Be this as it may, they are efficient in ensuring proper retention of the device on a cable, all the more so in that, being on the internal surface of the plate, it is certain that at least one of them will bear on the cable by virtue of the force exerted by the fingers on the arms, as a result of the latter bearing on the cable.
It is conceded that there are devices, and this applies, for example, to that which is the subject of German patent application No. 1 103 422, in which each arm has a projecting finger cooperating with at least one bearing area in the vicinity of the plate in gripping a cable.
However, a finger of this kind can only be operative through its end, flying buttress fashion, and, being also of relatively small length, it is of only moderate elasticity, just sufficient for it to retract temporarily on fitting to a cable.
In a case of this kind the capacity for adaptation to cables of different diameters is limited and the ability to remain in position on the cable is doubtful in the case of a cable of relatively large diameter.
For preference, each arm of the marker device in accordance with the invention has at its free end a thickened extension and the finger associated with the arm is joined to the thus thickened end of the latter by a section of reduced thickness which is offset inwardly, in the direction towards the other arm, and upwardly, in the direction towards the plate, relative to said extension.
Thus although the arm and the finger retain their capacity for elastic deformation, that of the latter is advantageously channeled in a controlled manner, being dissociated from that of the arm, and to some extent resembling the pivoting of an articulated tab, favouring correct operation of the device.
In the marker device in accordance with the invention, the finger associated with an arm preferably comprises at least one notch on its outside surface, that is to say that of its surfaces facing away from the corresponding arm.
This notch has an asymmetrical profile with one flank of low inclination towards the outside, relative to the open loop formed by the arms, and another flank of steep inclination towards the inside. It does not in any way impede the fitting of the marker device in accordance with the invention to a cable.
However, and with advantage, it contributes to its retention on the cable in the event that it is subject to a force tending to pull it off the cable.
By biting into the insulating jacket of the cable, it vigorously opposes any such pulling off.
Finally, the marker device in accordance with the invention is preferably molded rather than extruded, which gives greater control over its dimensional characteristics and thus its functioning and which further permits it to be provided with advantageous complementary arrangements, such as a cantilever type projection of the plate parallel to its axis, for example.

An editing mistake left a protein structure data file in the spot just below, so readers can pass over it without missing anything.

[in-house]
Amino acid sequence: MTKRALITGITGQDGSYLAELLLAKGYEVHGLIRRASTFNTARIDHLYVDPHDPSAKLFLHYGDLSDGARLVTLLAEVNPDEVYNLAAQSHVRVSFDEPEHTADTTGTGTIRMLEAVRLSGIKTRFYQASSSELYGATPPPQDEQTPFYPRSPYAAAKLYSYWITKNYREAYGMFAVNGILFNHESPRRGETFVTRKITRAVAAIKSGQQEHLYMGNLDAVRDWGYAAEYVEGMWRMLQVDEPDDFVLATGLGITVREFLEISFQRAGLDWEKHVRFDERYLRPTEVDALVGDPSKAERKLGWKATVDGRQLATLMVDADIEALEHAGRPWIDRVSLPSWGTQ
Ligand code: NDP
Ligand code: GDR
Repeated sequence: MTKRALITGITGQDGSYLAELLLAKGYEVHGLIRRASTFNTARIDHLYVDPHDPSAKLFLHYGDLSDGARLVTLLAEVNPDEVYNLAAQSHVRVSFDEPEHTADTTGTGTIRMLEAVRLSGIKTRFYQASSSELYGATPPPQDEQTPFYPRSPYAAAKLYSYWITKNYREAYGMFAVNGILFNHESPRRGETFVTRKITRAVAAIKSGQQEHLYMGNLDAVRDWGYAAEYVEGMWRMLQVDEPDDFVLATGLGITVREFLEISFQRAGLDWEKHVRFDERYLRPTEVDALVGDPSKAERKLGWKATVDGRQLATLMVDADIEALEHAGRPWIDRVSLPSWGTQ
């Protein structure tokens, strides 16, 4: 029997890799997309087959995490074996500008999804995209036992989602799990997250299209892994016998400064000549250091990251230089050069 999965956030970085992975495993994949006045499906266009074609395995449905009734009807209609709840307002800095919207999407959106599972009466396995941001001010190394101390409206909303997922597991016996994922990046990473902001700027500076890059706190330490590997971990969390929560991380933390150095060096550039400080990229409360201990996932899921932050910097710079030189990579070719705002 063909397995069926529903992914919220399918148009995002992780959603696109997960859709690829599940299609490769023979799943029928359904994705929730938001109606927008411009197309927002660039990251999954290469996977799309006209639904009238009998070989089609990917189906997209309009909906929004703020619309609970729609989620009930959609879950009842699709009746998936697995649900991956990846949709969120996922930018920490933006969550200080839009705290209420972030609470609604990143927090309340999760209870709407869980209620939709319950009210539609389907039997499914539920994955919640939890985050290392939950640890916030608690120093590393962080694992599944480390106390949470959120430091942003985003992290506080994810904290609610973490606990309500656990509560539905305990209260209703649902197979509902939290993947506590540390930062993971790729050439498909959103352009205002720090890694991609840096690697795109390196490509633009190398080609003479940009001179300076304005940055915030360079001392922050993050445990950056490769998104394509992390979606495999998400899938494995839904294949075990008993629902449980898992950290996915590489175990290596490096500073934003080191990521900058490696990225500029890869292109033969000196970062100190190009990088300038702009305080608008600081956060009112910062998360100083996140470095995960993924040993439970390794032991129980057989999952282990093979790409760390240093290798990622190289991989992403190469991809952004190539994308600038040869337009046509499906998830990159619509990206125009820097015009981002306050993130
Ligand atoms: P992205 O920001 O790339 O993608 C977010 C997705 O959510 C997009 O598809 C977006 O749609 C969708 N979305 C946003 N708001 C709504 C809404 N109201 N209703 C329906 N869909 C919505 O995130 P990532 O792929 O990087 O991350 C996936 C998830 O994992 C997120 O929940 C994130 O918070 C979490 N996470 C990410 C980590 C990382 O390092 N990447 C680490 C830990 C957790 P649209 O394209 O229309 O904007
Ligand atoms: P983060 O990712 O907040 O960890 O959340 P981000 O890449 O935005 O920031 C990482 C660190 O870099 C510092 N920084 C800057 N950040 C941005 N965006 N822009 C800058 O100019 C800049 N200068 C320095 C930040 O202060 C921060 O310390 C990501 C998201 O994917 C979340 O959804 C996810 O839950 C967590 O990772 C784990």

Other objects and advantages will appear from the following description of examples of the invention, when considered in connection with the accompanying drawings, and the novel features will be particularly pointed out in the appended claims.
FIG. 1 is a view in perspective of a marker device in accordance with the invention.
FIG. 2 is a view in elevation of this marker device, to a larger scale and as seen in the direction of the arrow II in FIG. 1.
FIG. 3 is a plan view of it as seen in the direction of the arrow III in FIG. 2.
FIG. 4 is a view of it in longitudinal cross-section on the broken line IV--IV in FIG. 3.
FIG. 5 shows to a larger scale the detail of FIG. 2 marked by the box V thereon.
FIG. 6 is a perspective view illustrating the use of the marker device in accordance with the invention on a cable to be identified.
FIG. 7 is a view to a larger scale of the thus equipped cable in transverse cross-section on the line VII--VII in FIG. 6.
FIG. 8 is a view analogous to that of FIG. 7 and illustrating the resistance of the marker device in accordance with the invention to being pulled off the cable to which it is fitted.
FIG. 9 is a view analogous to that of FIG. 7 and showing an alternative embodiment of the marker device in accordance with the invention.
FIG. 10 corresponds to part of FIG. 9 and relates to a further embodiment of the invention.
FIGS. 11 and 12 are partial views in a cross-section analogous to that of FIG. 1 and relating to respective yet further embodiments of the marker device in accordance with the invention.
FIG. 13 is a perspective view analogous to that of FIG. 1 and concerns a still further embodiment.
FIG. 14 is a partial view in elevation analogous to that of FIG. 2 and concerns a yet further embodiment.
FIG. 15 is a view in elevation analogous to that of FIG. 2 and concerns a still further embodiment of the marker device in accordance with the invention.
FIG. 16 is a partial view in transverse cross-section section of a yet further embodiment of the marker device in accordance with the invention.
As illustrated by FIG. 6, the marker device 10 in accordance with the invention is designed to be fitted to a cable 11 in order to identify it, either singly or, as shown here, in groups, the cable 11 constituting, for example, one of the electrical conductors associated with an electrical apparatus 12.